Get our free book (in Spanish or English) on rainwater now - To Catch the Rain.

Uniject

From Appropedia
Jump to: navigation, search

This Global Health Medical Device is designed for or implemented within resource-limited settings - Browse the devices - Add a device


Uniject.jpg
Health Topic Maternal mortality
Classification Treatment
Scope Commercialized
Location Africa, Asia, South America

Problem being addressed[edit]

In the developing world, needles in a medical setting are often reused due to the scarcity of resources. However, reusing old (and possibly contaminated) needles increases the risk of HIV transmission. There was a need for a single-use, safe syringe in order to ensure safe injections.

Detailed description of the solution[edit]

The Uniject is a single-use needle, designed with a pre-filled drug delivery container that cannot be refilled. This type of needle is effective in preventing "needle sharing" because it can only be used once and provides a sterile injection each time. It is also user-friendly in that medical personnel can be trained to use the Uniject in under two hours (PATH, n.d.). It is compact, convenient, easy to store and increases dosage precision.

Designed by[edit]

  • Designed by: This device was designed by PATH.
  • Manufacturer (if different): It is licensed and manufactured by Becton, Dickinson and Company (BD).

When and where it was tested/implemented[edit]

This device was tested in Argentina (Althabe, 2011), Angola (Strand, 2005), Indonesia ("Cost", 2003) and Vietnam ("Oxytocin", 2003).

Funding Source[edit]

This device has received funding from USAID, BD and UNICEF.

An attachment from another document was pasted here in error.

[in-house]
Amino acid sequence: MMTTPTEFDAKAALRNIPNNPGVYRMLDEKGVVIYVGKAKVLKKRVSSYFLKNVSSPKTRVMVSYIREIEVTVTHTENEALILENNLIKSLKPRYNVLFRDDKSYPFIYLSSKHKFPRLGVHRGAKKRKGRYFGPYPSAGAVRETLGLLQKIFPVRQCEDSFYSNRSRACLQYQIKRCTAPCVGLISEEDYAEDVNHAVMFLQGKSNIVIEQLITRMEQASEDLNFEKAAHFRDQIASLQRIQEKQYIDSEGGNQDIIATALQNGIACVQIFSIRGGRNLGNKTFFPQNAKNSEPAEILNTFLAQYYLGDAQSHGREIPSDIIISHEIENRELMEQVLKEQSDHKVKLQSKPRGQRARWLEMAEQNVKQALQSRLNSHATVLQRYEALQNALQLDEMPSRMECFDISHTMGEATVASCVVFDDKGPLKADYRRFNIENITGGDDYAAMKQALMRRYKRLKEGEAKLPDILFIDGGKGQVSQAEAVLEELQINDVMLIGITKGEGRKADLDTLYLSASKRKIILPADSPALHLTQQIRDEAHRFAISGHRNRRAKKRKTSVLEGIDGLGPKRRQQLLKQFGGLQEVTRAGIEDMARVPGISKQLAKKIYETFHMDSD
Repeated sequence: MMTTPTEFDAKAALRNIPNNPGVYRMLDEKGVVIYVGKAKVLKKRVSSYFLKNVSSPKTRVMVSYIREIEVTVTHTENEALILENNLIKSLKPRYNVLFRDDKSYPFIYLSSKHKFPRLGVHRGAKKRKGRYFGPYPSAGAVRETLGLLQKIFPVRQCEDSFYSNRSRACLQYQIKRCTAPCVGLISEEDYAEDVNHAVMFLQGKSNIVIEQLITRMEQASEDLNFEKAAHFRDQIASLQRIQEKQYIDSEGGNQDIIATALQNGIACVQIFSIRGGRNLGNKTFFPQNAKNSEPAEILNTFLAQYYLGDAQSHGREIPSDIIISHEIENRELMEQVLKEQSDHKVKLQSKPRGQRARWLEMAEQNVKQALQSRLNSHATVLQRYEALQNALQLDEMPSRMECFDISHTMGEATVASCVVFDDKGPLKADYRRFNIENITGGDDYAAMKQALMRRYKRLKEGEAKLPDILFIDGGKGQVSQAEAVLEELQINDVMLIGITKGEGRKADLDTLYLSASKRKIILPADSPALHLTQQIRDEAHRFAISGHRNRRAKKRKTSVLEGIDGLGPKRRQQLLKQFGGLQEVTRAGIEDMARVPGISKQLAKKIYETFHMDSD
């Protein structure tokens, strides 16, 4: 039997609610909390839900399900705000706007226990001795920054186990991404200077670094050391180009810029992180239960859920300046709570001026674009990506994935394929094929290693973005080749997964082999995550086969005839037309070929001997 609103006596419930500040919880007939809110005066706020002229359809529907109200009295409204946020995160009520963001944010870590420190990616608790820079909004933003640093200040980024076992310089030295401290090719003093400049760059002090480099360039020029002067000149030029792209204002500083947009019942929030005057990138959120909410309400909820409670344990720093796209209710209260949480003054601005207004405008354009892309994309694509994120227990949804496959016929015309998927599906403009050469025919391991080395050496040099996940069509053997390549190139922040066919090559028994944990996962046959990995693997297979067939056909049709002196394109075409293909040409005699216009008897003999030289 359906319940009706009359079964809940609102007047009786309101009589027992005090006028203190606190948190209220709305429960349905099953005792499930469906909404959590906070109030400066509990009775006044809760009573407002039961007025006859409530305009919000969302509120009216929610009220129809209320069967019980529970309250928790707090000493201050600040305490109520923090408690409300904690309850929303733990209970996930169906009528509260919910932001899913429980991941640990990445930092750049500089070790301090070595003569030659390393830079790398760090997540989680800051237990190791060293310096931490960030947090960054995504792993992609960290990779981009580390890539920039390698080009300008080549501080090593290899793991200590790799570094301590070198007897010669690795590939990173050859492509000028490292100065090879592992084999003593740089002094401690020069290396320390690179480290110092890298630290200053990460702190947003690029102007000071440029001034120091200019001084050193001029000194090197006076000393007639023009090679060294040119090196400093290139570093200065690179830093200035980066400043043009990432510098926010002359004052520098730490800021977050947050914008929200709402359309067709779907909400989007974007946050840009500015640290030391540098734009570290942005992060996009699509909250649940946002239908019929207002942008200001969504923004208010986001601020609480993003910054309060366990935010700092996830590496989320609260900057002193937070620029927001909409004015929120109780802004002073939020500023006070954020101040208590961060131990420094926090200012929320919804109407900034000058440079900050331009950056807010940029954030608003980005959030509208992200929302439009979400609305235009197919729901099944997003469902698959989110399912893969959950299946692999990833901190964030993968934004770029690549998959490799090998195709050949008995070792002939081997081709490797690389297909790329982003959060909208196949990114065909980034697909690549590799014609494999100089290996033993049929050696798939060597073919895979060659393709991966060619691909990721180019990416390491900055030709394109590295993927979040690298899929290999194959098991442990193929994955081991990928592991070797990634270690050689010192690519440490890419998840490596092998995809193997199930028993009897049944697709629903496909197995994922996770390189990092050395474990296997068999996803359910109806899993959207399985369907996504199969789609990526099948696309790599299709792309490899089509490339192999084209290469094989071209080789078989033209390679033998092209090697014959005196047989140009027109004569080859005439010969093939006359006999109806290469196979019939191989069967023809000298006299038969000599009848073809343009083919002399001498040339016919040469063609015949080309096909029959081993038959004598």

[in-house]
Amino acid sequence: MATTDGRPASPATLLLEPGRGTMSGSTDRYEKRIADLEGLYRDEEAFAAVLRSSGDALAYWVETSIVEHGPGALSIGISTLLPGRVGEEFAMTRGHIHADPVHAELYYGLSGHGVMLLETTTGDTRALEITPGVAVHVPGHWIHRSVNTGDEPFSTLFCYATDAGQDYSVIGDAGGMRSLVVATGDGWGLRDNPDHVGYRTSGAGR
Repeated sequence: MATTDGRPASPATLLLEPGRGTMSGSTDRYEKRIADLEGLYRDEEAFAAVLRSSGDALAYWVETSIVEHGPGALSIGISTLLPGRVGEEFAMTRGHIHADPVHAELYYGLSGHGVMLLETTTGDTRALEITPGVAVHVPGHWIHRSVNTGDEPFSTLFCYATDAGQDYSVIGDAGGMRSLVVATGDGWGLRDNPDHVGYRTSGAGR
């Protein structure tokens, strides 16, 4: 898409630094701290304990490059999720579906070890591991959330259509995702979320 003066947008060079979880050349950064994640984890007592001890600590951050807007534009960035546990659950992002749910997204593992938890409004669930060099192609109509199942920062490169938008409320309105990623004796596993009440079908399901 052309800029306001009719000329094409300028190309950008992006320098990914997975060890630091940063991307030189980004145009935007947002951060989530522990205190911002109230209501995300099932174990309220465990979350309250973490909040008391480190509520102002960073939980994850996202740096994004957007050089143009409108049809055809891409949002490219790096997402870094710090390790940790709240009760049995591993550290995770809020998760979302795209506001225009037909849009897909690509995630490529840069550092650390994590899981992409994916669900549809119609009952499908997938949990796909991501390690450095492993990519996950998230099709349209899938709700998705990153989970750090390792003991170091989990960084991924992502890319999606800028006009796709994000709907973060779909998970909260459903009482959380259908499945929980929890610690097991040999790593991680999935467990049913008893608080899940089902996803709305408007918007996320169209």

References[edit]

Peer-reviewed publication[edit]

Althabe, F., Mazzoni, A., Cafferata, M. L., Gibbons, L., Karolinski, A., Armbruster, D., et al.(2011). Using Uniject to increase the use of prophylactic oxytocin for management of the third stage of labor in Latin America. International Journal of Gynecology and Obstetrics, 114, 184-189.

Strand, R. T., Silva, F. D., Jangsten, E., & Bergstrom, S. (2005). Postpartum hemorrhage: a prospective, comparative study in Angola using a new disposable device for oxytocin administration. Acta Obstetricia et Gynecologica Scandinavica, 84, 260-265.

Tsu, V. D., Levin, C., Tran, M. P., Huang, M. V., & Luu, H. T. (2009). Cost-effectiveness analysis of active management of third-stage labour in Vietnam. Health Policy and Planning, 24, 438-444.

Tsu, V., Sutanto, A., Vaidya, K., Coffey, P., & Widjaya, A. (2003). Oxytocin in prefilled Uniject injection devices for managing third-stage labor in Indonesia. International Journal of Gynecology and Obstetrics, 83, 103-111.

Other internally generated reports[edit]

PATH: Uniject. (n.d.). PATH: A catalyst for global health. Retrieved October 21, 2012. Link available here.

UniJect. (n.d.). BD. Retrieved October 21, 2012. PDF available here.


Facts about "Uniject"
Has imageFile:Uniject.jpg +
Medical Device ClassificationTreatment +
Medical Device LocationAfrica +, Asia + and South America +
Medical Device ScopeCommercialized +
Medical Device TopicMaternal mortality +